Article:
What is REM sleep and why is it important?

Amy Gallagher
Senior Sleep Physiologist at Cromwell Hospital
06 October 2023
Next review due October 2026

Rapid eye movement (REM) sleep is important for our health. It’s believed that not getting enough REM sleep may have an impact on our mental health, memory, and concentration.

Here, I look at what REM sleep is and offer some tips to help you make sure you get enough.

person lying in bed

What is REM sleep?

Getting enough sleep is essential for our wellbeing. But it’s not just the amount of sleep we get that matters – it’s the quality too. When we go to sleep, we need to spend enough time in non-REM and REM sleep to feel well rested in the morning.

As we progress through our sleep cycle, our non-REM sleep deepens. We then move into the fourth stage of sleep, known as rapid eye movement (REM) sleep.

During REM sleep, our body shuts down muscle control, and this is the phase where we have most of our dreams. After completing the REM phase, our sleep cycle begins again.

How much REM sleep do you need?

It’s thought that adults need between one-and-a-half to two-and-a-half hours of REM sleep each night. But, because REM sleep is believed to play a role in brain development, babies are thought to need much more REM sleep than adults.

Is REM sleep the same as deep sleep?

Rapid eye movement (REM) sleep is not the same as deep sleep. Studies have shown that during REM sleep our brain activity, blood pressure, and heart rate is similar to when we’re awake.

To feel refreshed when we wake up, we ideally need to go through five or six sleep cycles. Below are the four sleep stages.

Stage one non-rapid eye moment (NREM) sleep

This is the first stage of sleep.

Stage two non-rapid eye movement (NREM) sleep

This is a light sleep stage, but deeper than stage one and believed to be important for our memory.

Stage three non-rapid eye movement (NREM) sleep

Also known as ‘slow wave sleep’. This deep sleep phase is important for repairing the body, restoring energy, and maintaining health.

Stage four rapid eye movement (REM) sleep

This phase is important for memory and our brain function and development.

What are the symptoms of a lack of REM sleep?

REM sleep is an essential part of our sleep cycle, and not getting enough good quality sleep over time can impact our health. It can affect our blood pressure, and make you more likely to experience depression and anxiety.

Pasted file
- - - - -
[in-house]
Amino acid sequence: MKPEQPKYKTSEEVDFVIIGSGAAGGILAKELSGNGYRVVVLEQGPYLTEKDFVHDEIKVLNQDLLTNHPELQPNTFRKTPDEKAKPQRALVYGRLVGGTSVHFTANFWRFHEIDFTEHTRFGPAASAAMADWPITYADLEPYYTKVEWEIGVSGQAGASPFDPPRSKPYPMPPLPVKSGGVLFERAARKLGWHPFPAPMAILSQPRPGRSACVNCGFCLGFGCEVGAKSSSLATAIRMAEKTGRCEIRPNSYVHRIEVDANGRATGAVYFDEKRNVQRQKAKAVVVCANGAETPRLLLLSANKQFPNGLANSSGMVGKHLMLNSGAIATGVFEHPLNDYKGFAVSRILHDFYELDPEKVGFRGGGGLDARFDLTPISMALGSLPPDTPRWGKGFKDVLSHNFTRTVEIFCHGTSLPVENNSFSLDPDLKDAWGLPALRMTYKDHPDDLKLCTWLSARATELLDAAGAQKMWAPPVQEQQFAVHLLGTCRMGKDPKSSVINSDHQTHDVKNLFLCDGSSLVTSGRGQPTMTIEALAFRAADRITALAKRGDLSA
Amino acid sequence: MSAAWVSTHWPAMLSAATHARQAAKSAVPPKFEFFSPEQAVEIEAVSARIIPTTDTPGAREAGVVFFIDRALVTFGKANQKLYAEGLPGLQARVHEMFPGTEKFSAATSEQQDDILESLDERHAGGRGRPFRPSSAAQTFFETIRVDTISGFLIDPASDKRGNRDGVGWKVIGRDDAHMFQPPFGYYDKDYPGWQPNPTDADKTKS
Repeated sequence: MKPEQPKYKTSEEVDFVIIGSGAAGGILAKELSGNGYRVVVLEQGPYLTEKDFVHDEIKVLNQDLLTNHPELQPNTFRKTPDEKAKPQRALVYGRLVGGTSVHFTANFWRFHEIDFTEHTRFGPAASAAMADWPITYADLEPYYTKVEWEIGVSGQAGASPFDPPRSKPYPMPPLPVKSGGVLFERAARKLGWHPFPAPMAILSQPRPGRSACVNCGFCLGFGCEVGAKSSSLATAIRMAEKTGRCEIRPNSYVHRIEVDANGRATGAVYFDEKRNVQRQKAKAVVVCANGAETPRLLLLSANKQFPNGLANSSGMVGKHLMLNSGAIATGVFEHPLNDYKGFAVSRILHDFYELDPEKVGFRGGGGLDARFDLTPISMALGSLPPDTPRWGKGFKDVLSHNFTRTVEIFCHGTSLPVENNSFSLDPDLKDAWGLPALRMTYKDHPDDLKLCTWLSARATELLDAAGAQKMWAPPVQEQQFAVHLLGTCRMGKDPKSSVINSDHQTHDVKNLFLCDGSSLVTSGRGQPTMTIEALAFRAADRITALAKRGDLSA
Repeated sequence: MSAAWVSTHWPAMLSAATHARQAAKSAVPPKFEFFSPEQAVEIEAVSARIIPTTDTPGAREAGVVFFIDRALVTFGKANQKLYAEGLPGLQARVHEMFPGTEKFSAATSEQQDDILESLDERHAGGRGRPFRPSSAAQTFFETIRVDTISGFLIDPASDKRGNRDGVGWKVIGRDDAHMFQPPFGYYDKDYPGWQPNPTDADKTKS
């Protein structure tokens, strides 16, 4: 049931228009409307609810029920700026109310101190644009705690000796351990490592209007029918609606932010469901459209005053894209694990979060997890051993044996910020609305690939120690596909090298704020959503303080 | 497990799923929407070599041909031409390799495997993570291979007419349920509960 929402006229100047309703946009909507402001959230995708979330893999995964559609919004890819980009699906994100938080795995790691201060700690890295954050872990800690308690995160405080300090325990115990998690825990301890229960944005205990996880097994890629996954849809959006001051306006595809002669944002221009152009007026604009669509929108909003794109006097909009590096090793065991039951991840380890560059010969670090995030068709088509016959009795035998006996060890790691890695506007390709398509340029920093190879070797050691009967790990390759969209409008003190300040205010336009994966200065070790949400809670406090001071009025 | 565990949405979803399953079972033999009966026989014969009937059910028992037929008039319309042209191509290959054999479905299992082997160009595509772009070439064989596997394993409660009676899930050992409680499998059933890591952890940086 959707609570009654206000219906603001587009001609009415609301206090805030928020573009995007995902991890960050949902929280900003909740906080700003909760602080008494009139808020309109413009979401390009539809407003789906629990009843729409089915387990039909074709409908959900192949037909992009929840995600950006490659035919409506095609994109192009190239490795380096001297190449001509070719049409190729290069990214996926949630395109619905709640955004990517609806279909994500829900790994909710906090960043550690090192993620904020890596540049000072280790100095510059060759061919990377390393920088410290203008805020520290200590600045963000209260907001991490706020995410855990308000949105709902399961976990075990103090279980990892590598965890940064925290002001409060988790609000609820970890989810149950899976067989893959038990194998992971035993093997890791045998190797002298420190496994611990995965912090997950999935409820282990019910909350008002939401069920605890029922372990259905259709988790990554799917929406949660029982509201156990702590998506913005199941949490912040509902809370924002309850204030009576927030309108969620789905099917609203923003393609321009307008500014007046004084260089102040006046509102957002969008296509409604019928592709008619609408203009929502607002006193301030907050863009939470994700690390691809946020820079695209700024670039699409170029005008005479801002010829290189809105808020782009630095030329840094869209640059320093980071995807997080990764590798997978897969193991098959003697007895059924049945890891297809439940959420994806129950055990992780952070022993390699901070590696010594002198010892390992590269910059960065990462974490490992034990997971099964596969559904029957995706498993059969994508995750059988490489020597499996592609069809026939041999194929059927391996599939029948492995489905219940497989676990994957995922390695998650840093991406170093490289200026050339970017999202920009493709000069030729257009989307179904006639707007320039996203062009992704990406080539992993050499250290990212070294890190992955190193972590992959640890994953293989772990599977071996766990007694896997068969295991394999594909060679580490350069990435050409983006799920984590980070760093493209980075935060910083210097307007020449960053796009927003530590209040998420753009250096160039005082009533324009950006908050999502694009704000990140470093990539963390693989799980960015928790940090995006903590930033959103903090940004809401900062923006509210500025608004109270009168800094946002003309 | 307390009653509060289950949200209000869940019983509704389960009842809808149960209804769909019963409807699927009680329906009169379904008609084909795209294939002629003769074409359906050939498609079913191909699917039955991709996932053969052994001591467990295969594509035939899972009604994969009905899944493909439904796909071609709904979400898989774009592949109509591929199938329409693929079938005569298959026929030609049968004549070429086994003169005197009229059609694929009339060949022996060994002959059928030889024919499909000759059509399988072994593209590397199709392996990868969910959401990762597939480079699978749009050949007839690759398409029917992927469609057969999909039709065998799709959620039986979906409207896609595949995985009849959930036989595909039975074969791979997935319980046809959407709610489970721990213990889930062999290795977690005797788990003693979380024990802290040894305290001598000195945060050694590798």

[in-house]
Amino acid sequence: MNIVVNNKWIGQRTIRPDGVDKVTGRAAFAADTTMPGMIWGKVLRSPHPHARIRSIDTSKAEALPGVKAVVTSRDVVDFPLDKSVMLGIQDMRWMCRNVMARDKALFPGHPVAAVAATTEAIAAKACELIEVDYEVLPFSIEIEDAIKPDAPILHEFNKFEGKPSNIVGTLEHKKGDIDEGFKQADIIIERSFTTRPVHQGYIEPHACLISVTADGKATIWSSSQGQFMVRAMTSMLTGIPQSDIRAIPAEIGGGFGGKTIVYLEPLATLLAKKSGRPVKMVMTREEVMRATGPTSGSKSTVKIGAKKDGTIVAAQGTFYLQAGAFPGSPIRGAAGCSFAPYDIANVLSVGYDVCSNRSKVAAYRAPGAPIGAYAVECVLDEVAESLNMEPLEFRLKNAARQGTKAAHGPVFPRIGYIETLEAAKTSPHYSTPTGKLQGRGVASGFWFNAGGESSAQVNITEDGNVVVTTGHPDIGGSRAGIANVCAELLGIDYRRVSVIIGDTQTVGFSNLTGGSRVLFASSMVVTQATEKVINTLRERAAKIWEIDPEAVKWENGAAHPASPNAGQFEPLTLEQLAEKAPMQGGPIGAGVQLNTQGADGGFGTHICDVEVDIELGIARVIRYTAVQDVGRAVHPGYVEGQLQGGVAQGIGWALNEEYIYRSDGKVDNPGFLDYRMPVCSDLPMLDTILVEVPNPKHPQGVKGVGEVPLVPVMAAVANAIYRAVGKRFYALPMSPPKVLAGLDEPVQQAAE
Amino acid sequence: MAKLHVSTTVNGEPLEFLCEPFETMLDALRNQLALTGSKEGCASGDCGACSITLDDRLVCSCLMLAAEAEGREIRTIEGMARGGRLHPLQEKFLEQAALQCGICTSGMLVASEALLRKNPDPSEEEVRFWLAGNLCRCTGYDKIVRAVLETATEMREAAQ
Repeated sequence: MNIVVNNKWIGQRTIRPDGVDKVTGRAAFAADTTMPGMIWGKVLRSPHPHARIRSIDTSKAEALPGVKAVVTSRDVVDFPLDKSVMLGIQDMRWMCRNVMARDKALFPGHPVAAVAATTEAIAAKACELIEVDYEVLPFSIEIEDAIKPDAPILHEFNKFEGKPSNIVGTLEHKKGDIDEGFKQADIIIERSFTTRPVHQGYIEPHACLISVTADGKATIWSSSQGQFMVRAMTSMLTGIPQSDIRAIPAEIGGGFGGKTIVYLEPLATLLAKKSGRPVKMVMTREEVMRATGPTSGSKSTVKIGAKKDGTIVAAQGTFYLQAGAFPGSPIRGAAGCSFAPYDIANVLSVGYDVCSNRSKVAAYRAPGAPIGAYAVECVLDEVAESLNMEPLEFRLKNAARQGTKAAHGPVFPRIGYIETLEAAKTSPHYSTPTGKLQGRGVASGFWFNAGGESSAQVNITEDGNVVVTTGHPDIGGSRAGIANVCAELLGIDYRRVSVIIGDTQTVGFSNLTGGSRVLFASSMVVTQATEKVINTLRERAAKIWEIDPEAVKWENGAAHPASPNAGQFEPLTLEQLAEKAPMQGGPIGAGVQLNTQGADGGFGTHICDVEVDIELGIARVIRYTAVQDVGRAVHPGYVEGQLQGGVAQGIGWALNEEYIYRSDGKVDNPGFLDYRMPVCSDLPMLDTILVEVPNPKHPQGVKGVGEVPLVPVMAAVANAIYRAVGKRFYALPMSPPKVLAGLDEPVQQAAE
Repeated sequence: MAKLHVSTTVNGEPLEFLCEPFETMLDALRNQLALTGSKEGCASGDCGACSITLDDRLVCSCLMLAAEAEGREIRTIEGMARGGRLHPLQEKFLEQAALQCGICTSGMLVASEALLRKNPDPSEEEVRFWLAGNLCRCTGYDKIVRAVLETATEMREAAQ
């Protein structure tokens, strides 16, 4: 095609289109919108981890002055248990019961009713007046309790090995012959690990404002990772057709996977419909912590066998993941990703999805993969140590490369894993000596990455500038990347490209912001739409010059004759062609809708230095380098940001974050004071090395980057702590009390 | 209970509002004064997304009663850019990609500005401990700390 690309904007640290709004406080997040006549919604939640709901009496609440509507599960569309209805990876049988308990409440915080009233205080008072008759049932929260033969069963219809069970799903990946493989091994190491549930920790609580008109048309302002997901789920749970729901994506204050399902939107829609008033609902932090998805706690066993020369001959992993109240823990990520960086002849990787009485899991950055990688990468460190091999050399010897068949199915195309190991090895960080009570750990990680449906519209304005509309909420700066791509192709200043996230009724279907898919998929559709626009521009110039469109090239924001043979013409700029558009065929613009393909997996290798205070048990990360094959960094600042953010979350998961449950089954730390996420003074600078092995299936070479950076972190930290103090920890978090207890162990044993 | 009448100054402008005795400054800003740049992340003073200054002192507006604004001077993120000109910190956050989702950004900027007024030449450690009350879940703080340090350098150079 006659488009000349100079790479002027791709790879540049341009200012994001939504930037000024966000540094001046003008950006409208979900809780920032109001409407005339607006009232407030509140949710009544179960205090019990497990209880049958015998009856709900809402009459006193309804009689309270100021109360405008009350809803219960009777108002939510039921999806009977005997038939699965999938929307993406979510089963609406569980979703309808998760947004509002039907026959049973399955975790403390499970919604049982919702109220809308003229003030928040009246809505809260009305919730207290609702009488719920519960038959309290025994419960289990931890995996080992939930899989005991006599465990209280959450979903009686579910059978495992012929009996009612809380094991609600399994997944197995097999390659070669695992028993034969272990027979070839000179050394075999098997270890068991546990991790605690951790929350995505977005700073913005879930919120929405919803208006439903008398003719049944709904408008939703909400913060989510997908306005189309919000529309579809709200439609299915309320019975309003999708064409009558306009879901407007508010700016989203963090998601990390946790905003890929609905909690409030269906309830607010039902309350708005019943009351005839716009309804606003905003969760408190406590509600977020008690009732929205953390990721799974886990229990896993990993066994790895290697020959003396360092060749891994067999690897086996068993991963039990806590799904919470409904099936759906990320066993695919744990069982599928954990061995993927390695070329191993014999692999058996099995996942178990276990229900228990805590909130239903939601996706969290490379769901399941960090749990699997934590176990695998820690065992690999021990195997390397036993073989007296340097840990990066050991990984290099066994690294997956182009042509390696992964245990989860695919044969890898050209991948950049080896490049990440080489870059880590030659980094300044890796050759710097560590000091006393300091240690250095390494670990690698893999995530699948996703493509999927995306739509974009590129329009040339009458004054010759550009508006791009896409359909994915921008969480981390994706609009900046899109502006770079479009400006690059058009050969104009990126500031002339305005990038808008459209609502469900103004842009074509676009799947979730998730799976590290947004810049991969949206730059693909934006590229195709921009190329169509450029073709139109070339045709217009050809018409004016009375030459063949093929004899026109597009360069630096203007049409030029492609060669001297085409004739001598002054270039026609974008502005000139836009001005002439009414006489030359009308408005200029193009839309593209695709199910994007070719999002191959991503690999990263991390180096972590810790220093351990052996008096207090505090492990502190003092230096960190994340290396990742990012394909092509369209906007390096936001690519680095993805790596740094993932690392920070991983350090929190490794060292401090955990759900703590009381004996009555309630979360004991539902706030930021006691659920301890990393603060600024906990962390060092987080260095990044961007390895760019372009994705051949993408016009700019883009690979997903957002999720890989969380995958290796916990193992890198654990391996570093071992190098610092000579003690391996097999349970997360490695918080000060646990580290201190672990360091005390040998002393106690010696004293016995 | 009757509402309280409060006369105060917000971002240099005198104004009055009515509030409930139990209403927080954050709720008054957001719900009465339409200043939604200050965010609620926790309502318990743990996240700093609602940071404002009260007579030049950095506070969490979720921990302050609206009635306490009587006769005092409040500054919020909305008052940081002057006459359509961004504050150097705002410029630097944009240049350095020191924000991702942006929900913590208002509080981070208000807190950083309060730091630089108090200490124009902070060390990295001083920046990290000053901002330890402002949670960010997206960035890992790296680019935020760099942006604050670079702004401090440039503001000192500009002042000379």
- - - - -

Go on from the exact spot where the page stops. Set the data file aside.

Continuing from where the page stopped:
Other symptoms of poor sleep can also include:

  • feeling irritable
  • increased forgetfulness
  • being unwell more often
  • feeling hungrier than usual
  • finding it difficult to concentrate

How can I make sure I get enough REM sleep?

Getting enough REM sleep is important for our memory, concentration, and mood. The best way to increase your time in REM sleep is to make sure you set yourself up to have quality sleep each night. Below are six steps to help you get a good night’s sleep.

  • Don’t watch the clock. Avoid checking the time regularly at night as you try to fall asleep. This can make you feel anxious about how much sleep you’re going to get, which can make falling asleep more difficult.
  • Banish blue light. Don’t use smartphones or laptops for at least two hours before bed as they produce blue light, which can prevent sleep.
  • Go to bed when you’re tired, but not too early. If you’re not falling asleep whilst in bed, it’s better to get up and go back to your bedroom when you feel sleepier.
  • Get into a routine. Try to get out into the daylight in the morning, and wake up and go to sleep at the same time each day. This can help regulate your circadian rhythms (your internal body clock), which can help you get better quality sleep.
  • Cut back on caffeine and alcohol, and stop smoking if you smoke. They are all stimulants that can affect your sleep.
  • Say no to naps. It can be difficult if you feel tired, but try not to take naps during the day as this can impact your sleep at night.

If you’re struggling to sleep at night, or are affected by daytime sleepiness, visit your GP who will be able to offer support and advice.

Are you interested in learning more about your health? Discover more about our range of health assessments.

Amy Gallagher
Amy Gallagher
Senior Sleep Physiologist at Cromwell Hospital



Lucy Kapoutsos, Health Content Editor at Bupa UK

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    • Sleep patterns. The sleep charity. Last updated December 2020
    • Scenario: managing short-term insomnia (less than 3 months duration). NICE Clinical Knowledge Summaries. Last revised May 2022
    • Circadian rhythms. National institute of general medical sciences (NIH). Accessed October 2023

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